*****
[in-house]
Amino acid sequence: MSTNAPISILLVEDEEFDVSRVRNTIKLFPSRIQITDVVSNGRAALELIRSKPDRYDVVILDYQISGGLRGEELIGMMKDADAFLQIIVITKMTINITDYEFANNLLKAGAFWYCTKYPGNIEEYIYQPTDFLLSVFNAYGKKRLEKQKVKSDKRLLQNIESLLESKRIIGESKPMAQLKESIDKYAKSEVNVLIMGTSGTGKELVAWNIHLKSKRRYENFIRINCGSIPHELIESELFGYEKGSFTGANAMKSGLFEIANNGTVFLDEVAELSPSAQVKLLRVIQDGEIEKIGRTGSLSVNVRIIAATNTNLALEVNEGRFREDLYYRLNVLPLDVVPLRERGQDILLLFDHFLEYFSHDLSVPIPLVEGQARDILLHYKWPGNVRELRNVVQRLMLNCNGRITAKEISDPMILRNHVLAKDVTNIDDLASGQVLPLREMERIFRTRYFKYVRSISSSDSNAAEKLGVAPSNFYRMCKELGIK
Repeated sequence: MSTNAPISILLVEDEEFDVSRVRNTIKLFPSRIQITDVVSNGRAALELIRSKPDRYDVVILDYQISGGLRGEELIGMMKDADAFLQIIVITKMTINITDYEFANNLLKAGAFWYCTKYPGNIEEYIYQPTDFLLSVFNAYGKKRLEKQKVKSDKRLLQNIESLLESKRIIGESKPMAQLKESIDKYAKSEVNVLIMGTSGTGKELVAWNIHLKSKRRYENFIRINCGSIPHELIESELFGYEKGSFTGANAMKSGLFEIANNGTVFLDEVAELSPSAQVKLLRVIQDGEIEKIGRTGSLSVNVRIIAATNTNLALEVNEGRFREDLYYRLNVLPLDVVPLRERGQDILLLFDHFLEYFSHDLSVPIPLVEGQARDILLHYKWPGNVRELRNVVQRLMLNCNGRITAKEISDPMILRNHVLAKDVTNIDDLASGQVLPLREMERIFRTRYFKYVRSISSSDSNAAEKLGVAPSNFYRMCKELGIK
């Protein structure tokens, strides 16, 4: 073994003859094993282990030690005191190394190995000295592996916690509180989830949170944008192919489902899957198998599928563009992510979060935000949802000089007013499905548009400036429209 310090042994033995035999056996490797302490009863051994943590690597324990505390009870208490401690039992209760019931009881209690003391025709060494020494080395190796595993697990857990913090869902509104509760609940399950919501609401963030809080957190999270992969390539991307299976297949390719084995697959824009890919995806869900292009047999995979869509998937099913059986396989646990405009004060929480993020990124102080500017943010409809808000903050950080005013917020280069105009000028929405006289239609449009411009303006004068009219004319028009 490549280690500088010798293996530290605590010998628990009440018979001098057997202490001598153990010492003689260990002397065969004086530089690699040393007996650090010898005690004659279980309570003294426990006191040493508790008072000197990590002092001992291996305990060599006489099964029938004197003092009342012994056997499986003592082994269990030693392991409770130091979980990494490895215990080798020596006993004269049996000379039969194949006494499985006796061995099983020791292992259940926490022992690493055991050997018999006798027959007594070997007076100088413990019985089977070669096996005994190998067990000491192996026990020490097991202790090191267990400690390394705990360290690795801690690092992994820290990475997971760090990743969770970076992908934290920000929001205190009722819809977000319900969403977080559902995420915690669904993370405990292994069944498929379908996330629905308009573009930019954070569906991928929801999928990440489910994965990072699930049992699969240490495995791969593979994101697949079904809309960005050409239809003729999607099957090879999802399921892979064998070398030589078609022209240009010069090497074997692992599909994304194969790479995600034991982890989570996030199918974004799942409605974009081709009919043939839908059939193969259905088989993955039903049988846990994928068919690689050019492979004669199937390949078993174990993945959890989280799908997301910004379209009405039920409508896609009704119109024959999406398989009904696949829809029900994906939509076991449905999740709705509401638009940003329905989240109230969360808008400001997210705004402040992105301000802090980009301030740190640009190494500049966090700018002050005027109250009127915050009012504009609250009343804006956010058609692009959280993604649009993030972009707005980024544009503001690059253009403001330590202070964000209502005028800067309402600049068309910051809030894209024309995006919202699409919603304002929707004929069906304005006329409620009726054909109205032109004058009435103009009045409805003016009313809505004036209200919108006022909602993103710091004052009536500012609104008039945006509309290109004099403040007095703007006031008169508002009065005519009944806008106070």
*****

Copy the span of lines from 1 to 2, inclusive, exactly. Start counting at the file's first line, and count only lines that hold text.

[in-house]
Amino acid sequence: MSTNAPISILLVEDEEFDVSRVRNTIKLFPSRIQITDVVSNGRAALELIRSKPDRYDVVILDYQISGGLRGEELIGMMKDADAFLQIIVITKMTINITDYEFANNLLKAGAFWYCTKYPGNIEEYIYQPTDFLLSVFNAYGKKRLEKQKVKSDKRLLQNIESLLESKRIIGESKPMAQLKESIDKYAKSEVNVLIMGTSGTGKELVAWNIHLKSKRRYENFIRINCGSIPHELIESELFGYEKGSFTGANAMKSGLFEIANNGTVFLDEVAELSPSAQVKLLRVIQDGEIEKIGRTGSLSVNVRIIAATNTNLALEVNEGRFREDLYYRLNVLPLDVVPLRERGQDILLLFDHFLEYFSHDLSVPIPLVEGQARDILLHYKWPGNVRELRNVVQRLMLNCNGRITAKEISDPMILRNHVLAKDVTNIDDLASGQVLPLREMERIFRTRYFKYVRSISSSDSNAAEKLGVAPSNFYRMCKELGIK